by Greg Muskewitz
Guillermo del Toro’s second outing in the comic book realm seeks to go for a more obscure choice in material than the daywalker Blade.Hellboy (theme song: “Red Right Hand,” Nick Carter and the Bad Seeds), a demon conjured by the Nazis, but seized and trained for the good by the Bureau for Paranormal Research and Defense, is employed like a Ghostbuster or Man In Black, along with a prescient man-fish and a human torch, to battle your average variety of monsters and ghouls. But he becomes directly targeted by the evil Kroenen, the man who unleashed him during World War II, who in turn is under the instruction of Grigori Rasputin. Hellboy does a fair enough job of playing into the comic book genre rather than away from it (self-reflexive humor acknowledging his comic book; Hellboy sightings on news reports like the abominable snowman), while at the same time not turning him into a joke but rather as an every day, out-of-view, underhanded secret. And the aim to make him more of a person, less of a monster (through what else? familial love, romantic love) is achieved so much more convincingly than Ang Lee’s Hulk. (As real as Hellboy is made to be, whether through serious treatment or humor, Prague is absolutely no substitute for New York, the authenticity of which del Toro nailed in Mimic.) For its type of movie, the action is a bit underwhelming, though what sequences there are, del Toro dexterously blends live action and CGI to the right balance, relying more on what can be done on the set than afterwards with a computer. Ron Perlman as Hellboy is a frighteningly eerie match, well-developed as a character (despite the obscurity of the comic, it isn’t hindered in arcanum) and humorously portrayed. Again, in choosing a big budget, mainstream action film like Blade 2, del Toro still makes his stylistic mark with Hellboy, toying with notions of the supernatural and the inexplicable, cloaked in the darkness of both a hidden existence and the metaphorical caves in which the existence takes place. With John Hurt, Selma Blair, Karel Roden, Jeffrey Tambor, Rupert Evans, and Doug Jones.[Worth-seeing.]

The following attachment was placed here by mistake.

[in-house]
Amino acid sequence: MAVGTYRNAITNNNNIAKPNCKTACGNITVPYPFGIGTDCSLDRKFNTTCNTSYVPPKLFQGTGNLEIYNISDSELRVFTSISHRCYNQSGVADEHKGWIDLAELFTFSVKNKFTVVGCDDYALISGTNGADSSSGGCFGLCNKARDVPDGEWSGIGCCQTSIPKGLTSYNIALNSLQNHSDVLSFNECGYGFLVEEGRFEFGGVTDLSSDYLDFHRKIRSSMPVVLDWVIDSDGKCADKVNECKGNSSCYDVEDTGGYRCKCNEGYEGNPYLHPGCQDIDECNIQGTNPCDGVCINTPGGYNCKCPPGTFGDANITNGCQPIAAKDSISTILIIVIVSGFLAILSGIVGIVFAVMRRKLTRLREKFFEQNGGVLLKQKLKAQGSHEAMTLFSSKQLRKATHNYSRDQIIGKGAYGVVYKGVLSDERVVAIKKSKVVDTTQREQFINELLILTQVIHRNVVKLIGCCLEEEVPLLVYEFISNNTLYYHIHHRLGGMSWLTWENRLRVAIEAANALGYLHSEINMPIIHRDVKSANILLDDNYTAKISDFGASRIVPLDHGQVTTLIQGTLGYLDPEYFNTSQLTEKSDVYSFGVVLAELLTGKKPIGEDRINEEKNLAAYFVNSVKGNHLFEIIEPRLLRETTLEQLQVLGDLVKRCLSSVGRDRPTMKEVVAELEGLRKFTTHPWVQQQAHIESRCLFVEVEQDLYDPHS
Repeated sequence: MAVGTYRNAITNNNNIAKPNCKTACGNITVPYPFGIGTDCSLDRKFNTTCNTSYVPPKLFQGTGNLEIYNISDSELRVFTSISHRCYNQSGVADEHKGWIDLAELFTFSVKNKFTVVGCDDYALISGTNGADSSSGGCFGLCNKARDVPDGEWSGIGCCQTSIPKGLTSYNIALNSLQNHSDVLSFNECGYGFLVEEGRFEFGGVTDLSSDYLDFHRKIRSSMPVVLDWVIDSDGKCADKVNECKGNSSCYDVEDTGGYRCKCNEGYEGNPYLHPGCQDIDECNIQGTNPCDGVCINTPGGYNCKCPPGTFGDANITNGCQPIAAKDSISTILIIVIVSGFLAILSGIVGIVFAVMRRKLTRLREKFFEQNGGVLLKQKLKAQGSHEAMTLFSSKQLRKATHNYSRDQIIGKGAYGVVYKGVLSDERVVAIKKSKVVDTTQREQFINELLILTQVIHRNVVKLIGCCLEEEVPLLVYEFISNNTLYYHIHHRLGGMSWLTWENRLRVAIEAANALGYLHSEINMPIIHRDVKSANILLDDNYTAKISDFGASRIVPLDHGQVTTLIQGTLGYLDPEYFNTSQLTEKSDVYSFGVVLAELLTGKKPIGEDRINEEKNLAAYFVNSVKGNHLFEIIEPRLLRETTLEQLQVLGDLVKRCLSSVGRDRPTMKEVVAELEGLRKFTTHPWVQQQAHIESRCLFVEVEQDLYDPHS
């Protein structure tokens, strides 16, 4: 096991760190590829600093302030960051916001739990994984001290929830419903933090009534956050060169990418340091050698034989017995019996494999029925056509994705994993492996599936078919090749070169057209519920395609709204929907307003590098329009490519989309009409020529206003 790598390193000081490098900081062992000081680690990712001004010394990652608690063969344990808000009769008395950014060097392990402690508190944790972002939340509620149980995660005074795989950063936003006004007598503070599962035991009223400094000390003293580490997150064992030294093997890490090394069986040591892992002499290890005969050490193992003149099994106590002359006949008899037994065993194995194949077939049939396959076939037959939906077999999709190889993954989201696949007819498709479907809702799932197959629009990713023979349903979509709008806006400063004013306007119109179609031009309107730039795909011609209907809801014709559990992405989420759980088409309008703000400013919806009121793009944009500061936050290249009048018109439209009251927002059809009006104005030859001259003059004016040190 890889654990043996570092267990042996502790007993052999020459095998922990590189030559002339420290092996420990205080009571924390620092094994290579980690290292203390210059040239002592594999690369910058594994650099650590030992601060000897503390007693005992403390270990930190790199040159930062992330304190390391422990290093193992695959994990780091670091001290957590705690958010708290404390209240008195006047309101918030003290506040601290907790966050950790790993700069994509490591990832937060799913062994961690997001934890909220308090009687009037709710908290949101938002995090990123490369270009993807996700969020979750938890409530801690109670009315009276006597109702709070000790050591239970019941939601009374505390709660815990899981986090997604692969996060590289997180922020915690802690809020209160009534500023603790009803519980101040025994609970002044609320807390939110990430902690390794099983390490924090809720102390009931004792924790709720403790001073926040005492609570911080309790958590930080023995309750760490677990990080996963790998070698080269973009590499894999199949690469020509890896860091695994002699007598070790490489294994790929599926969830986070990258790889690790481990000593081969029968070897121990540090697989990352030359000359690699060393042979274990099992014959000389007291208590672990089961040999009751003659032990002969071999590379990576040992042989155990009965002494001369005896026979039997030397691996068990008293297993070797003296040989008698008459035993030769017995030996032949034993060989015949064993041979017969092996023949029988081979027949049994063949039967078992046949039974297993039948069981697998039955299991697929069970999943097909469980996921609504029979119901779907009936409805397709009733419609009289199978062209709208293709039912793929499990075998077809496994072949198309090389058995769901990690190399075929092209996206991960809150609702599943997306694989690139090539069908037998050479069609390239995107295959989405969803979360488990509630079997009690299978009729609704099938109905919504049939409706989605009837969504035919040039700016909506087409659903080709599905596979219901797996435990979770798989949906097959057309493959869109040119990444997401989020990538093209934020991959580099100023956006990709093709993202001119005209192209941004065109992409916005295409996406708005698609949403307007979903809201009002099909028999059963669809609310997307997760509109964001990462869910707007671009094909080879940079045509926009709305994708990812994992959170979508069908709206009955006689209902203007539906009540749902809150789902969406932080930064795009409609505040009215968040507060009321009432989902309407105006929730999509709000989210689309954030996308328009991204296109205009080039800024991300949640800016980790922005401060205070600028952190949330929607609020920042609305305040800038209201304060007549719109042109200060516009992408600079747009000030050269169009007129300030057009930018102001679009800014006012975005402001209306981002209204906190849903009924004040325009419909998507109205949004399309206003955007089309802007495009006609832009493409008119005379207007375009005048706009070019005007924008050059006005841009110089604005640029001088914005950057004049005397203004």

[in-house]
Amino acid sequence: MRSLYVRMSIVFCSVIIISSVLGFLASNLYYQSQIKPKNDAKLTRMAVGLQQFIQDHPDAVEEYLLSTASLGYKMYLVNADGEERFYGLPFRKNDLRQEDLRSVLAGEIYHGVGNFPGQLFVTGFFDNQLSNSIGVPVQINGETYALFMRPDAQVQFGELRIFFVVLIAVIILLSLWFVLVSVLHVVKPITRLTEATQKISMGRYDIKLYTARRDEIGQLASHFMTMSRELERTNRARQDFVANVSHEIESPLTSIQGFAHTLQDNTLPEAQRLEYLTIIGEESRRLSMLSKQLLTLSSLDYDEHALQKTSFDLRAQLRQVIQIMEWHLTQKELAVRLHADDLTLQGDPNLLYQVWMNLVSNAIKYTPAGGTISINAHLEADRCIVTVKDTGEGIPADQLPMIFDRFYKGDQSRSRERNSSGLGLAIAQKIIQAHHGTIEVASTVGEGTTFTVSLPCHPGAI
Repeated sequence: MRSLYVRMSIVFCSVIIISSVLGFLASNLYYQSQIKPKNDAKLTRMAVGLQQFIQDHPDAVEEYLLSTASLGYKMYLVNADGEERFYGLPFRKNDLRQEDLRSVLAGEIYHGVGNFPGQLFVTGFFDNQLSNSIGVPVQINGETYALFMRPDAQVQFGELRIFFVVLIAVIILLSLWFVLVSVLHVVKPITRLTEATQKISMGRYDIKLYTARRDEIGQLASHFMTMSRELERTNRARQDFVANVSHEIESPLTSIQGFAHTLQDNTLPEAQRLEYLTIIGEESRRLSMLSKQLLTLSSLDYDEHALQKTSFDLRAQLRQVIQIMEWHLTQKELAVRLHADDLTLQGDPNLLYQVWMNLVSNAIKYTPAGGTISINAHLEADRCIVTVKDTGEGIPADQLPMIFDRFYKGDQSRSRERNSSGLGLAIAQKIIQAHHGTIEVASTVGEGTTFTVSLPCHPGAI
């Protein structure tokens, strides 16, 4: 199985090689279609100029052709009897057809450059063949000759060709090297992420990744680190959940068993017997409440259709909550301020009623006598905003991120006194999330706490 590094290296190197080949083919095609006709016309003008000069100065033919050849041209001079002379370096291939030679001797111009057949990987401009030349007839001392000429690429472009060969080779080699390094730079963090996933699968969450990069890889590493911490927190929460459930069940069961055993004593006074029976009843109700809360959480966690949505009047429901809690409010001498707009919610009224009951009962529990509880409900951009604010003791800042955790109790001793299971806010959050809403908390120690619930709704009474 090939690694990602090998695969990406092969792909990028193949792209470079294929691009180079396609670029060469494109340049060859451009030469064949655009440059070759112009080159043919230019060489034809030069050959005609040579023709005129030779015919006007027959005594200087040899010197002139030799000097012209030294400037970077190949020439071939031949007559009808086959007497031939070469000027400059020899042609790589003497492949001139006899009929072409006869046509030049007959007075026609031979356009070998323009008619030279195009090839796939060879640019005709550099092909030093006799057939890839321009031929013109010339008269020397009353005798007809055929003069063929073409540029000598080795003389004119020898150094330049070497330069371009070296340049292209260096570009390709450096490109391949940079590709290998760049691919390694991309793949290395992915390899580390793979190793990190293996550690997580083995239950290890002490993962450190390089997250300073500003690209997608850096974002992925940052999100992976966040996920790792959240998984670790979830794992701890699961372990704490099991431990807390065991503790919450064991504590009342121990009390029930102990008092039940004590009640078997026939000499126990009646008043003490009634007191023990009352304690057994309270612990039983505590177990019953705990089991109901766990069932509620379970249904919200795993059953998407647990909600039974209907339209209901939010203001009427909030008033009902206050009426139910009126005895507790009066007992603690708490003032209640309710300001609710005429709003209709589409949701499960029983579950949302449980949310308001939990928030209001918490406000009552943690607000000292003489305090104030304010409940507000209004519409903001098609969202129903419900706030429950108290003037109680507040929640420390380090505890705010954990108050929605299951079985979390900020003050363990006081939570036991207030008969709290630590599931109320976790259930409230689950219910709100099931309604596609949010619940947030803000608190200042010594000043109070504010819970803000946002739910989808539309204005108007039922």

"The red right hand of heroics."
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originally posted: 04/18/04 20:59:17